This image comes from the artist Eric Geusz. Thanks Eric. You can see more of his work on his page ‘entroz’ on Deviant Art.
No – A magic spell in two letters
No is really short. It’s easy to pronounce. But like any magic spell, it is dangerous, sometimes difficult to voice and it takes great skill to wield. It can hurt, disappoint and anger. But handled well No can create time, space and energy.
Some of us find it difficult to say No. It is so much easier to accommodate. We dredge up a smile and say “Okay, I’ll do it” even when we are seething with resentment. Every community needs those who bring compassion and care. But accommodating costs time, effort or money. It can cost you your health. But in every community there are ‘takers’ who know how to suck the ‘givers’ dry.
Is your life stance being ‘Nice’? Are you are addicted to unrestrained giving? Have you found your deep well of resentment for those who take without return. It’s there. Being ‘Nice’ you will submerge these feelings and cover them. But they will emerge. Feelings of resentment will seep into your conversations, if not with the people concerned, certainly about them. You will begin to feel bitter, powerless even depressed. Allowing others to take advantage of you turns good nature bad.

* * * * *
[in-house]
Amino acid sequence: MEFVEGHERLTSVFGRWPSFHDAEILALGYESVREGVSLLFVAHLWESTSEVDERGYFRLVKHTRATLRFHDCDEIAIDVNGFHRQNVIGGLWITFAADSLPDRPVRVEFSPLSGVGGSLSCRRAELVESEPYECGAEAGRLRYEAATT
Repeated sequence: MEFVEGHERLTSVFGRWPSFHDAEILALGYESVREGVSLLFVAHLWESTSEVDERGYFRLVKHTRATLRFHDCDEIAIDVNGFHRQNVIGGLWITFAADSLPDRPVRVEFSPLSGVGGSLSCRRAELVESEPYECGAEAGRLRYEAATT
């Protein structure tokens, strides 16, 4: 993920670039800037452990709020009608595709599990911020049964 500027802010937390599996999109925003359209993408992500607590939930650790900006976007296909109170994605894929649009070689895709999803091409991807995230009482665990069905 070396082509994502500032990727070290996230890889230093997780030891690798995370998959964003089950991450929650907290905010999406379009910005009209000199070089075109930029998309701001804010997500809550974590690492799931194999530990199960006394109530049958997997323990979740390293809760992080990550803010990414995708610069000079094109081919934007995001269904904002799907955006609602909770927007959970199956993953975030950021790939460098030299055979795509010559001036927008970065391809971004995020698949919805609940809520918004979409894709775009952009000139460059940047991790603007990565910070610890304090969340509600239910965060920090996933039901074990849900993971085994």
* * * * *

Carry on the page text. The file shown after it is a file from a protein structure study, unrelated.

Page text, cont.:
What is more…
You will commit yourself beyond your capacity to deliver. Nice people don’t have the time, skill and energy to service all the varied and onerous tasks they take on. You will fill your work time, then your rest time and then your family time. Then the quality of your work will suffer. You will let people down.
There is a way out of this bleak view.
There is a way to turn away unreasonable demands on your time without being cold and heartless. It takes creativity, nuance and a dose of hard work. As you master the magic or No you get to invest your time where you choose. No brings spaciousness, calm and a deeper meaning to each time you say “YES”. You can choose significance, satisfaction and joy.
Here are the basics of the skill as presented by Patti Breitman and Connie Hatch in their book “How to say No without feeling guilty…”